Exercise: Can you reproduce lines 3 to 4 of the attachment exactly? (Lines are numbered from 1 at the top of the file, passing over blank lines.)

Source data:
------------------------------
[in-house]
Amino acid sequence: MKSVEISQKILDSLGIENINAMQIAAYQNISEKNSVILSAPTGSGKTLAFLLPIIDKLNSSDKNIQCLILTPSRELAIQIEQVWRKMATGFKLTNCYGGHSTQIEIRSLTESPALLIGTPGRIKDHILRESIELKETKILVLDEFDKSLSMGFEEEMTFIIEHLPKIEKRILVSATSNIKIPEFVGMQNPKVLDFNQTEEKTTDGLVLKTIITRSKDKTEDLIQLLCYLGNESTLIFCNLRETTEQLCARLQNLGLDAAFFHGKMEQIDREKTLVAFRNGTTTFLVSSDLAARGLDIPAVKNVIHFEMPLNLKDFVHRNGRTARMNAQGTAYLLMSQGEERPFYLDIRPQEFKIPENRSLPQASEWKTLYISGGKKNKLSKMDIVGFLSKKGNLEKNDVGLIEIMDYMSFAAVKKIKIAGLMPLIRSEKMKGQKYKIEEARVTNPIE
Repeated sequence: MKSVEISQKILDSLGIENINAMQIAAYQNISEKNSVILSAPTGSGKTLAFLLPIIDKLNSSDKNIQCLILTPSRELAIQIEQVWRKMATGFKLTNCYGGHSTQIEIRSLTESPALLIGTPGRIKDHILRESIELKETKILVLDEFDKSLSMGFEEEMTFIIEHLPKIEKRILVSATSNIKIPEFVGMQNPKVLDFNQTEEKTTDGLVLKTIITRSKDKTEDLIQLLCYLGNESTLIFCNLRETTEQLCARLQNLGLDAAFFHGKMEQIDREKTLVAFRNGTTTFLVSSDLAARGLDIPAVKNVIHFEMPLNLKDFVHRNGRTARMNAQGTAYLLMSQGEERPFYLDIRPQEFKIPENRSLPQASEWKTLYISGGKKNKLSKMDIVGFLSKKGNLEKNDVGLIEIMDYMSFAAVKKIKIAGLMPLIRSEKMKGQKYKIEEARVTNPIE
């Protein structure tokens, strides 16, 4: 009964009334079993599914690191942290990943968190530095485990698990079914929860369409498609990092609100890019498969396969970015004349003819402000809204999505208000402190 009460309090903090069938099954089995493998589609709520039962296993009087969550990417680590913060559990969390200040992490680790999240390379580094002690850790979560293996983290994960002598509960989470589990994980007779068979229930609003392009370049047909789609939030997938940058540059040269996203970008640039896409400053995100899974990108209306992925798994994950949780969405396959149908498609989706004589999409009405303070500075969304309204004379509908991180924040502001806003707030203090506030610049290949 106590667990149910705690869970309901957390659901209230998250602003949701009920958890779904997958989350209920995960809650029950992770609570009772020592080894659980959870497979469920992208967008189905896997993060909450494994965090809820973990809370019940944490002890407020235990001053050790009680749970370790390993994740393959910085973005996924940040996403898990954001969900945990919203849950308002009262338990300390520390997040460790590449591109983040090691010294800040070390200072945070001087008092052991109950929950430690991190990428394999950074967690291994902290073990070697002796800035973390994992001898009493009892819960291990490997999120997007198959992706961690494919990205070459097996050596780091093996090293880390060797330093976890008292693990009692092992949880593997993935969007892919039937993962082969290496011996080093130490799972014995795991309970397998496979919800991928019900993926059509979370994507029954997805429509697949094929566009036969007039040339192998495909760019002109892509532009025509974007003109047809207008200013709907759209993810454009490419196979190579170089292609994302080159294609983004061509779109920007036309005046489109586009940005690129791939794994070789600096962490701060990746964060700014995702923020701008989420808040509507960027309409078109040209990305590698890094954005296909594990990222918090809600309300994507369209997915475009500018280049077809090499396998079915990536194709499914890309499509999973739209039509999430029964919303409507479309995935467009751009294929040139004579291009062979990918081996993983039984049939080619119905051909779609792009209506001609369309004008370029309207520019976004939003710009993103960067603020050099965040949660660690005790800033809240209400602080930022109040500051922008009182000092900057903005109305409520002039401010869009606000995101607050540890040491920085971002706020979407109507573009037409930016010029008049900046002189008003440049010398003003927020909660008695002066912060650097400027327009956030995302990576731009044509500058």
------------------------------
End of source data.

Repeated sequence: MKSVEISQKILDSLGIENINAMQIAAYQNISEKNSVILSAPTGSGKTLAFLLPIIDKLNSSDKNIQCLILTPSRELAIQIEQVWRKMATGFKLTNCYGGHSTQIEIRSLTESPALLIGTPGRIKDHILRESIELKETKILVLDEFDKSLSMGFEEEMTFIIEHLPKIEKRILVSATSNIKIPEFVGMQNPKVLDFNQTEEKTTDGLVLKTIITRSKDKTEDLIQLLCYLGNESTLIFCNLRETTEQLCARLQNLGLDAAFFHGKMEQIDREKTLVAFRNGTTTFLVSSDLAARGLDIPAVKNVIHFEMPLNLKDFVHRNGRTARMNAQGTAYLLMSQGEERPFYLDIRPQEFKIPENRSLPQASEWKTLYISGGKKNKLSKMDIVGFLSKKGNLEKNDVGLIEIMDYMSFAAVKKIKIAGLMPLIRSEKMKGQKYKIEEARVTNPIE
């Protein structure tokens, strides 16, 4: 009964009334079993599914690191942290990943968190530095485990698990079914929860369409498609990092609100890019498969396969970015004349003819402000809204999505208000402190 009460309090903090069938099954089995493998589609709520039962296993009087969550990417680590913060559990969390200040992490680790999240390379580094002690850790979560293996983290994960002598509960989470589990994980007779068979229930609003392009370049047909789609939030997938940058540059040269996203970008640039896409400053995100899974990108209306992925798994994950949780969405396959149908498609989706004589999409009405303070500075969304309204004379509908991180924040502001806003707030203090506030610049290949 106590667990149910705690869970309901957390659901209230998250602003949701009920958890779904997958989350209920995960809650029950992770609570009772020592080894659980959870497979469920992208967008189905896997993060909450494994965090809820973990809370019940944490002890407020235990001053050790009680749970370790390993994740393959910085973005996924940040996403898990954001969900945990919203849950308002009262338990300390520390997040460790590449591109983040090691010294800040070390200072945070001087008092052991109950929950430690991190990428394999950074967690291994902290073990070697002796800035973390994992001898009493009892819960291990490997999120997007198959992706961690494919990205070459097996050596780091093996090293880390060797330093976890008292693990009692092992949880593997993935969007892919039937993962082969290496011996080093130490799972014995795991309970397998496979919800991928019900993926059509979370994507029954997805429509697949094929566009036969007039040339192998495909760019002109892509532009025509974007003109047809207008200013709907759209993810454009490419196979190579170089292609994302080159294609983004061509779109920007036309005046489109586009940005690129791939794994070789600096962490701060990746964060700014995702923020701008989420808040509507960027309409078109040209990305590698890094954005296909594990990222918090809600309300994507369209997915475009500018280049077809090499396998079915990536194709499914890309499509999973739209039509999430029964919303409507479309995935467009751009294929040139004579291009062979990918081996993983039984049939080619119905051909779609792009209506001609369309004008370029309207520019976004939003710009993103960067603020050099965040949660660690005790800033809240209400602080930022109040500051922008009182000092900057903005109305409520002039401010869009606000995101607050540890040491920085971002706020979407109507573009037409930016010029008049900046002189008003440049010398003003927020909660008695002066912060650097400027327009956030995302990576731009044509500058």